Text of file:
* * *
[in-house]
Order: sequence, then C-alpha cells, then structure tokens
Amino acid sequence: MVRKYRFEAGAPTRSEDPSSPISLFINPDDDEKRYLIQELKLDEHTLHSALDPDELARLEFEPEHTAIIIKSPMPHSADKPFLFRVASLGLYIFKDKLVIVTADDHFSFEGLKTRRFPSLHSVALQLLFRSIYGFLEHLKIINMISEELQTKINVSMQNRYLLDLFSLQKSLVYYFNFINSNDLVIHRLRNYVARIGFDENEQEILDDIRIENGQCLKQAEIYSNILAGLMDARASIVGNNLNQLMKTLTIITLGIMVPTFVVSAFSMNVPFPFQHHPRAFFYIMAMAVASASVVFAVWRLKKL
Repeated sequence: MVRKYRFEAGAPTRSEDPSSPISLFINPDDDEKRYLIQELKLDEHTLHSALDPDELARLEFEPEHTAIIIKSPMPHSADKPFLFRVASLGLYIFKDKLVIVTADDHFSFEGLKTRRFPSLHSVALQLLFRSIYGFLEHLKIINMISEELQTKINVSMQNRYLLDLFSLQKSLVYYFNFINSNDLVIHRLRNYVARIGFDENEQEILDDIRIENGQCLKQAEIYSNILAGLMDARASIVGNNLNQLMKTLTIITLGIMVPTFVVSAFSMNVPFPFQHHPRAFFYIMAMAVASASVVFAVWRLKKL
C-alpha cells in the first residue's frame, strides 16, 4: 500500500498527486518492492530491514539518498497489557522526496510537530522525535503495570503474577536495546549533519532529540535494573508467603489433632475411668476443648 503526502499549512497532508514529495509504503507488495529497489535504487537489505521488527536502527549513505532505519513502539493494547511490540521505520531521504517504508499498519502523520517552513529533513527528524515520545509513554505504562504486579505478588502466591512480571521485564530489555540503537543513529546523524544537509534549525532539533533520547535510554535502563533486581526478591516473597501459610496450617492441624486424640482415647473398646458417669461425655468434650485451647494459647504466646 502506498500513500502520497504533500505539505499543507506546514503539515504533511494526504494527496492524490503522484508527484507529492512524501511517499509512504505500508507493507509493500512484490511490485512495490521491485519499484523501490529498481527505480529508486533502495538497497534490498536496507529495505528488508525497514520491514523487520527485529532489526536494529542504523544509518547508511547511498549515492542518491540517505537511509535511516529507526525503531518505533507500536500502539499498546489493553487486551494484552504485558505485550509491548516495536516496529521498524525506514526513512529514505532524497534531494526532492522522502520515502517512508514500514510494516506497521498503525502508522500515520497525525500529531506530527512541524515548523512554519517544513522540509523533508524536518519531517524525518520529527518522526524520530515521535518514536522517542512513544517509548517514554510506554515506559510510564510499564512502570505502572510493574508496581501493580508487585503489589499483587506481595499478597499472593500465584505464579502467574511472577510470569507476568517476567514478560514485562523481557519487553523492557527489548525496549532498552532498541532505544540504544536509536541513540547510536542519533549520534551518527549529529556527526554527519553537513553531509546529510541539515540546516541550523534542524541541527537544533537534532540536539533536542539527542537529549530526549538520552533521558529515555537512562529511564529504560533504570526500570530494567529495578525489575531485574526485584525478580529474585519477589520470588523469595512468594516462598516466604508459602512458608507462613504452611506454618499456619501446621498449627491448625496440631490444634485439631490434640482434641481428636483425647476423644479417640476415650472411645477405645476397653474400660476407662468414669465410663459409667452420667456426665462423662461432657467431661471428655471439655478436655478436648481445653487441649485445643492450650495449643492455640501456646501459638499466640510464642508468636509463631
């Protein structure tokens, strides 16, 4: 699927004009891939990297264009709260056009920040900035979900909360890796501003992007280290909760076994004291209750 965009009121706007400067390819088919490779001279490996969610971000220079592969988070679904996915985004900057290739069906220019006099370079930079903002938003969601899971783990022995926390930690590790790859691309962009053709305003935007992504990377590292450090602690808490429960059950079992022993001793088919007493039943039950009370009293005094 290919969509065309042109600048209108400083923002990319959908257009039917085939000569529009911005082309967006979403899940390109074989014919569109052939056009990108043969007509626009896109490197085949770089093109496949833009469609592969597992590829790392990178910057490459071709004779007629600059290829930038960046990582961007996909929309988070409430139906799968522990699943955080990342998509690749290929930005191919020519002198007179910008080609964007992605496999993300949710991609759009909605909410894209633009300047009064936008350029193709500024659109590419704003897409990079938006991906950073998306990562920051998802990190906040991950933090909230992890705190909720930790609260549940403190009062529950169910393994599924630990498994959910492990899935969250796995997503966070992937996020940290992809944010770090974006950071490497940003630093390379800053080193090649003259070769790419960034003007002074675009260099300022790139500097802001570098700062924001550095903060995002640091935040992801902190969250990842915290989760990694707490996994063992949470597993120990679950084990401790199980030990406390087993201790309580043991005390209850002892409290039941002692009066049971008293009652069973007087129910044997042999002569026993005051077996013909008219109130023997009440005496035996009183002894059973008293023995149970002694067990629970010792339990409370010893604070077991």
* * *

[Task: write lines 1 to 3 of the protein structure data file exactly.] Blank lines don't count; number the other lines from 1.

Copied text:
[in-house]
Order: sequence, then C-alpha cells, then structure tokens
Amino acid sequence: MVRKYRFEAGAPTRSEDPSSPISLFINPDDDEKRYLIQELKLDEHTLHSALDPDELARLEFEPEHTAIIIKSPMPHSADKPFLFRVASLGLYIFKDKLVIVTADDHFSFEGLKTRRFPSLHSVALQLLFRSIYGFLEHLKIINMISEELQTKINVSMQNRYLLDLFSLQKSLVYYFNFINSNDLVIHRLRNYVARIGFDENEQEILDDIRIENGQCLKQAEIYSNILAGLMDARASIVGNNLNQLMKTLTIITLGIMVPTFVVSAFSMNVPFPFQHHPRAFFYIMAMAVASASVVFAVWRLKKL